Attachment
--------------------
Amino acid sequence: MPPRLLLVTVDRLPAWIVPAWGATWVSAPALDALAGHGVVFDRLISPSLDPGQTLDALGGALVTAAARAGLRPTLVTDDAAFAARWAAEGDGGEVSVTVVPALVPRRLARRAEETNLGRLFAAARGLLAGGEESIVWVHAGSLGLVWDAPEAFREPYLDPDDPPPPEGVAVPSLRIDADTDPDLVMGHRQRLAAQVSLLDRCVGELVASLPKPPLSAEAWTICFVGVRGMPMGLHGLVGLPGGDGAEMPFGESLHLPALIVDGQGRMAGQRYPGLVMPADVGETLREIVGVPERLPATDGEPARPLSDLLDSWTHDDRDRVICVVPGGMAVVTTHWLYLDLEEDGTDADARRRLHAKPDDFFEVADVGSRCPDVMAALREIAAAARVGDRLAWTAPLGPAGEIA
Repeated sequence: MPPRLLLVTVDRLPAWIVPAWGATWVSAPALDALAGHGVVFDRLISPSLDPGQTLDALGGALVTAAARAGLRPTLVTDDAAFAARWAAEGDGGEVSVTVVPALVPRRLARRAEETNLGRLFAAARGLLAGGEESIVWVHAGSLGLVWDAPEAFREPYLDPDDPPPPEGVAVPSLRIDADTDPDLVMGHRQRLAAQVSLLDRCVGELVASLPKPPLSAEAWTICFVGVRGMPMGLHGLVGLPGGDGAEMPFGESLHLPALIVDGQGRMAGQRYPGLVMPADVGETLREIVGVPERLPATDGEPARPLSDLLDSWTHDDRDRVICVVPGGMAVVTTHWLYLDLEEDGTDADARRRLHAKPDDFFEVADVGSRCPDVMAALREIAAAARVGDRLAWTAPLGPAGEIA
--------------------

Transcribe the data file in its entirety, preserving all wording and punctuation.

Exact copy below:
Amino acid sequence: MPPRLLLVTVDRLPAWIVPAWGATWVSAPALDALAGHGVVFDRLISPSLDPGQTLDALGGALVTAAARAGLRPTLVTDDAAFAARWAAEGDGGEVSVTVVPALVPRRLARRAEETNLGRLFAAARGLLAGGEESIVWVHAGSLGLVWDAPEAFREPYLDPDDPPPPEGVAVPSLRIDADTDPDLVMGHRQRLAAQVSLLDRCVGELVASLPKPPLSAEAWTICFVGVRGMPMGLHGLVGLPGGDGAEMPFGESLHLPALIVDGQGRMAGQRYPGLVMPADVGETLREIVGVPERLPATDGEPARPLSDLLDSWTHDDRDRVICVVPGGMAVVTTHWLYLDLEEDGTDADARRRLHAKPDDFFEVADVGSRCPDVMAALREIAAAARVGDRLAWTAPLGPAGEIA
Repeated sequence: MPPRLLLVTVDRLPAWIVPAWGATWVSAPALDALAGHGVVFDRLISPSLDPGQTLDALGGALVTAAARAGLRPTLVTDDAAFAARWAAEGDGGEVSVTVVPALVPRRLARRAEETNLGRLFAAARGLLAGGEESIVWVHAGSLGLVWDAPEAFREPYLDPDDPPPPEGVAVPSLRIDADTDPDLVMGHRQRLAAQVSLLDRCVGELVASLPKPPLSAEAWTICFVGVRGMPMGLHGLVGLPGGDGAEMPFGESLHLPALIVDGQGRMAGQRYPGLVMPADVGETLREIVGVPERLPATDGEPARPLSDLLDSWTHDDRDRVICVVPGGMAVVTTHWLYLDLEEDGTDADARRRLHAKPDDFFEVADVGSRCPDVMAALREIAAAARVGDRLAWTAPLGPAGEIA